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Add some farmer’s market fare to your holiday

By Kelley Lassiter

Special to The Press

Nothing says Fourth of July like the smell of the grill firing up some food before all the firework festivities.

Although most folks think of hot dogs, hamburgers, and the like when it comes to your Independence Day fare, why not add a little local flavor from the farmer’s markets to your menu?

I found some of the following fresh options to add to your picnic planning during Saturday’s market in Martin, along with some ideas for how to fit them in your Fourth Fun (and beyond):

Tomatoes: a staple at most farmer’s markets, the tomato is packed with nutrients, including the antioxidant lycopene, which is linked to a reduced risk of heart disease and cancer. Tomatoes also provide vitamins C and K, potassium and folate. An easy way to add tomatoes to your plate would be slicing them up for your sandwiches and burgers.

Green bell peppers: full of flavor and boasting a nice crunch-factor, these cousins to the tomato are also rich in vitamin C and grill nicely kabob-style for a side dish or can be served fresh in a salad for the Fourth.

Zucchini: another summer favorite, zucchini contains more potassium than a banana and is full of B-complex vitamins, which help stabilize healthy blood sugar. Most of the nutrients, however, are found in the skin so slice them long-ways to grill or add with slices of tomatoes and squash, top with garlic and roast for a flavorful side dish.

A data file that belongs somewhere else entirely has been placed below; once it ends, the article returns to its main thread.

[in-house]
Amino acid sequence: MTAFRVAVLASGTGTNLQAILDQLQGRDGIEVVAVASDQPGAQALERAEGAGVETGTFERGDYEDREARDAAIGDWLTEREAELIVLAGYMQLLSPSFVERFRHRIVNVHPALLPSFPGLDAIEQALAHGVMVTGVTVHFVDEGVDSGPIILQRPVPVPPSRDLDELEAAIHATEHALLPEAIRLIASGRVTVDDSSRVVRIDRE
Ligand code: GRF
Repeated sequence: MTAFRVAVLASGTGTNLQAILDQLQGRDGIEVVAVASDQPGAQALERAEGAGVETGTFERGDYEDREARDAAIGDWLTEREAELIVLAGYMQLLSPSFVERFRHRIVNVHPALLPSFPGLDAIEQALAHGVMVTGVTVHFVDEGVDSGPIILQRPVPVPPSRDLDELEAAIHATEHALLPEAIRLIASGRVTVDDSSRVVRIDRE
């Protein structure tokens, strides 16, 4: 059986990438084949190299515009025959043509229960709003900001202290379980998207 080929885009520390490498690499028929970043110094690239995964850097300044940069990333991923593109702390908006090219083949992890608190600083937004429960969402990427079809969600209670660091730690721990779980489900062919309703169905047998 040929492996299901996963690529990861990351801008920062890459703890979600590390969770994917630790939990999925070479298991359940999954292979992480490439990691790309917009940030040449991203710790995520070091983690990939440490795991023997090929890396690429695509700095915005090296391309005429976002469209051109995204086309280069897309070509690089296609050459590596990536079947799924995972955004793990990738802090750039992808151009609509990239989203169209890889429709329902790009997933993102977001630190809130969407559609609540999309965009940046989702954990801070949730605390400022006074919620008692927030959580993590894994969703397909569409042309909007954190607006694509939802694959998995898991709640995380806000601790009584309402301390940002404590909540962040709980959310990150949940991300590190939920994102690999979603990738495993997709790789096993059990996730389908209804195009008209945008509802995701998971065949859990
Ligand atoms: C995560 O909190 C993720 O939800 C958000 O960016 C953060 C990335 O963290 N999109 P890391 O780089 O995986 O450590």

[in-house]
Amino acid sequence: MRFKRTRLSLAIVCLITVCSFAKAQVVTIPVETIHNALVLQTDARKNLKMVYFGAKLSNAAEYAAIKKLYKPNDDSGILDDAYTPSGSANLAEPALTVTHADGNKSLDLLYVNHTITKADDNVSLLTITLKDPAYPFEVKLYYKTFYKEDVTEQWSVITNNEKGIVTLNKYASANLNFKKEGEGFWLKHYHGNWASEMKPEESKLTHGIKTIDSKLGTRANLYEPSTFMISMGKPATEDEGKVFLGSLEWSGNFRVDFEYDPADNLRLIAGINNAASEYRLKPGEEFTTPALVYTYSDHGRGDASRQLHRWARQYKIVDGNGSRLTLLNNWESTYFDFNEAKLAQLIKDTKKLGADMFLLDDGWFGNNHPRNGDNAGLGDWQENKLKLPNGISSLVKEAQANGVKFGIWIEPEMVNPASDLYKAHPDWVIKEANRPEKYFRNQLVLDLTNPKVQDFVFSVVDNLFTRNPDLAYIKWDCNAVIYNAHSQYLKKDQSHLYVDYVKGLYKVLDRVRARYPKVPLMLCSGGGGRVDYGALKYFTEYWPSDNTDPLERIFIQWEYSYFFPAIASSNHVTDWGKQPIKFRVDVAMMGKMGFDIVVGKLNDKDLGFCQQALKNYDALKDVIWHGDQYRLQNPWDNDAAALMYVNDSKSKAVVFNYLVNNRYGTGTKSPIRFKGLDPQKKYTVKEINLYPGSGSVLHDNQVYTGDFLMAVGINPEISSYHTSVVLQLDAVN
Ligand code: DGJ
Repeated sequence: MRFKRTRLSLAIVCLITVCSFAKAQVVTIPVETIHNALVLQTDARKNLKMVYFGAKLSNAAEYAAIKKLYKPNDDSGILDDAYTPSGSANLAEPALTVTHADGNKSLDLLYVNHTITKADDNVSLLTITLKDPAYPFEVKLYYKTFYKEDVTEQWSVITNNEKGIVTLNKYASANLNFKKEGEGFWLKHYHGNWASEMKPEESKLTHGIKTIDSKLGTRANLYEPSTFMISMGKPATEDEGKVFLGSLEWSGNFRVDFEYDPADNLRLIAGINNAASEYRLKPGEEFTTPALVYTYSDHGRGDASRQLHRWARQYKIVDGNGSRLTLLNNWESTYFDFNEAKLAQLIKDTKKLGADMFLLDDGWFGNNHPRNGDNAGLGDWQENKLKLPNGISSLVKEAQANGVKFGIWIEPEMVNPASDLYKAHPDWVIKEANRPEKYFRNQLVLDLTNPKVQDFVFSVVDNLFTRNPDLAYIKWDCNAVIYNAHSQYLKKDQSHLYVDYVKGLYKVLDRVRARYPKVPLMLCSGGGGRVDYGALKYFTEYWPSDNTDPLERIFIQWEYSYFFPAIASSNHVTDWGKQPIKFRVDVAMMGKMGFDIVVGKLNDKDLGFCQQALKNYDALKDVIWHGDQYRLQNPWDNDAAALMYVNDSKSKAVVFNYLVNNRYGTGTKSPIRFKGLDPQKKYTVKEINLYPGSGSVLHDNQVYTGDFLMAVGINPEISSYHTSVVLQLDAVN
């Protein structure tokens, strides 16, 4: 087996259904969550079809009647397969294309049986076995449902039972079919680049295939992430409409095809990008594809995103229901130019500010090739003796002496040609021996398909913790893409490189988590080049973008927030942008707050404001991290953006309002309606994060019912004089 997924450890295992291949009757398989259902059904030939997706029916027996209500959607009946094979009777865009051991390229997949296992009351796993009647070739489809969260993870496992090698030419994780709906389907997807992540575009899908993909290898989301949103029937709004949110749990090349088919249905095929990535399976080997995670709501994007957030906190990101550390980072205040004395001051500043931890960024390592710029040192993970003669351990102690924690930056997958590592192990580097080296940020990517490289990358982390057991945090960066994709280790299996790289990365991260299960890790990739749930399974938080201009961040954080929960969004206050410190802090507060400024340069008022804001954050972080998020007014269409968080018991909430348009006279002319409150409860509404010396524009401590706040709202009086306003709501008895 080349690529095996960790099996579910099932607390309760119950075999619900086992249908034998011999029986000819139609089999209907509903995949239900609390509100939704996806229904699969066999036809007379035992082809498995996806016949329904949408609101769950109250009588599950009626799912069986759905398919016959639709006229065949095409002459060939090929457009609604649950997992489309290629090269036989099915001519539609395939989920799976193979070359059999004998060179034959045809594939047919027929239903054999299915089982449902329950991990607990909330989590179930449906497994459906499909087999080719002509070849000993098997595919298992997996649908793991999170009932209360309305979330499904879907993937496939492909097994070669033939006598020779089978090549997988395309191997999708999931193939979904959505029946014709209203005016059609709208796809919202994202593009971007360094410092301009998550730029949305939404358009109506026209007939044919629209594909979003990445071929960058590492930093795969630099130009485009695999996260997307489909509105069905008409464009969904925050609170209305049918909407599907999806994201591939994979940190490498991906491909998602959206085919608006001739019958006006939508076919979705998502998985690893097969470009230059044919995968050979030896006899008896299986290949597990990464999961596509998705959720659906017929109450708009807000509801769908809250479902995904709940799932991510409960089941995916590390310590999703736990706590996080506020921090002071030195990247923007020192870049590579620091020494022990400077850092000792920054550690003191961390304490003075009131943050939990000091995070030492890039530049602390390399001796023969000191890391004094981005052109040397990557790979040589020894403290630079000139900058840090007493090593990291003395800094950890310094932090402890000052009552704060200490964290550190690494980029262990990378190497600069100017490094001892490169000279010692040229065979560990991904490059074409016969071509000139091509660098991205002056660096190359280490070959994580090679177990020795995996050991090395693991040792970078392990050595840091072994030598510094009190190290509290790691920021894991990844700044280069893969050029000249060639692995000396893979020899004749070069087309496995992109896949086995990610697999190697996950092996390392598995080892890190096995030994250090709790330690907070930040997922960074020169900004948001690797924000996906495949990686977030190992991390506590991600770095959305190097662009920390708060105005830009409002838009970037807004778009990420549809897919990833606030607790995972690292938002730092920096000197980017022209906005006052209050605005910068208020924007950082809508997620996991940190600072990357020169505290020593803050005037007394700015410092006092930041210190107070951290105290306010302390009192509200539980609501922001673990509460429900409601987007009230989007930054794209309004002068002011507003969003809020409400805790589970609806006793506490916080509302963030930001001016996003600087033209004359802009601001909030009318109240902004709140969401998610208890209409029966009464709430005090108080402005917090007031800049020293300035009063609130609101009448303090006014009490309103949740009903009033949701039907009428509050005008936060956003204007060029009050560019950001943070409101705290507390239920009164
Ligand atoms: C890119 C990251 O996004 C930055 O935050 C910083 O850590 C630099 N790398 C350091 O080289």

Squash: squash is full of nutrients, including vitamin A, which helps support eye, skin and cell health. Squash also boasts anti-inflammatory properties and also helps stabilize healthy blood sugar levels, like its counterpart fruit, zucchini. Roast it alongside zucchini and tomatoes or add it to your kabob on the grill.

Potatoes: another potassium powerhouse, the potato is one of the most consumed crops in the word and the number one crop in our country, according to the USDA. Potatoes are a huge staple in our diets and that is actually a good thing – in addition to blood-pressure lowering potassium, these root veggies contain vitamins C and B6, as well as a good amount of fiber. However, most of the nutrients are found in the skin. One variety I discovered at the market was the Adirondack Blue potato, which contains more antioxidants than white. Pick up a combination of red, white, and blue potatoes for a colorful potato salad – just be sure to eat the skins!

Peaches – this sweet fruit is also an antioxidant source, containing vitamins C and A, along with the minerals potassium, fluoride and iron. Peaches are anti-inflammatory booster and contain lutein, which is great for eye health. Bonus: they can be dessert! Eat fresh, add them to a salad for a sweet kick, or chunk them up in some homemade ice cream.

Also found at the market included green beans, sugar snap peas, organic butter leaf lettuce, Swiss chard, kale and eggplant. However, the offerings at the markets vary upon availability and can change each session, which makes going more interesting – you might make some new discoveries at your visit.

We are fortunate to have two farmer’s markets in Weakley County – the Dresden Farmer’s Market as well as the Martin Area Farmer’s Market. You can visit the Dresden Market, located at 421 Linden St., and the Martin Market downtown between Lindell Street and the train tracks. Dresden’s market is open Thursdays from 2-6 p.m. and you can shop at the Martin market from 2-5 p.m. on Mondays and Wednesdays. Both markets are open on Saturdays from 8 a.m. to noon.

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